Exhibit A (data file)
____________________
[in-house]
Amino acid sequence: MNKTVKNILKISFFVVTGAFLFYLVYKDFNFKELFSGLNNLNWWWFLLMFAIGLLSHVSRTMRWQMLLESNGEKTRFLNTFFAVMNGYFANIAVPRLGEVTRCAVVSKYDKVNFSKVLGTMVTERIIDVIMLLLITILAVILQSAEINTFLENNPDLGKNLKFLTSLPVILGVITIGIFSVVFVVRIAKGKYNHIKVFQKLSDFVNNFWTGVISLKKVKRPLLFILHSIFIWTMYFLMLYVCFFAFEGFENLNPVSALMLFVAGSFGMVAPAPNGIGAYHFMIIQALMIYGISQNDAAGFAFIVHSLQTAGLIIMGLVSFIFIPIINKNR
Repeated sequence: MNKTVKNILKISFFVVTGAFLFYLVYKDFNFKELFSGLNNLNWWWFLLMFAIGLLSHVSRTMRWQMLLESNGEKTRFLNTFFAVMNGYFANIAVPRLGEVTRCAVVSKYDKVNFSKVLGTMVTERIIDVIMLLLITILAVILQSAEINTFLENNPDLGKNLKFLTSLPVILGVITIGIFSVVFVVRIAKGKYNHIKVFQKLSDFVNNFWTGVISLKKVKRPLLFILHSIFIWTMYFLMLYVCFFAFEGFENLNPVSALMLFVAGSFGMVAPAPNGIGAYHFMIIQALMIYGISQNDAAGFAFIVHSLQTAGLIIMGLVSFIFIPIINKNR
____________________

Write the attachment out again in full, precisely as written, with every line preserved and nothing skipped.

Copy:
[in-house]
Amino acid sequence: MNKTVKNILKISFFVVTGAFLFYLVYKDFNFKELFSGLNNLNWWWFLLMFAIGLLSHVSRTMRWQMLLESNGEKTRFLNTFFAVMNGYFANIAVPRLGEVTRCAVVSKYDKVNFSKVLGTMVTERIIDVIMLLLITILAVILQSAEINTFLENNPDLGKNLKFLTSLPVILGVITIGIFSVVFVVRIAKGKYNHIKVFQKLSDFVNNFWTGVISLKKVKRPLLFILHSIFIWTMYFLMLYVCFFAFEGFENLNPVSALMLFVAGSFGMVAPAPNGIGAYHFMIIQALMIYGISQNDAAGFAFIVHSLQTAGLIIMGLVSFIFIPIINKNR
Repeated sequence: MNKTVKNILKISFFVVTGAFLFYLVYKDFNFKELFSGLNNLNWWWFLLMFAIGLLSHVSRTMRWQMLLESNGEKTRFLNTFFAVMNGYFANIAVPRLGEVTRCAVVSKYDKVNFSKVLGTMVTERIIDVIMLLLITILAVILQSAEINTFLENNPDLGKNLKFLTSLPVILGVITIGIFSVVFVVRIAKGKYNHIKVFQKLSDFVNNFWTGVISLKKVKRPLLFILHSIFIWTMYFLMLYVCFFAFEGFENLNPVSALMLFVAGSFGMVAPAPNGIGAYHFMIIQALMIYGISQNDAAGFAFIVHSLQTAGLIIMGLVSFIFIPIINKNR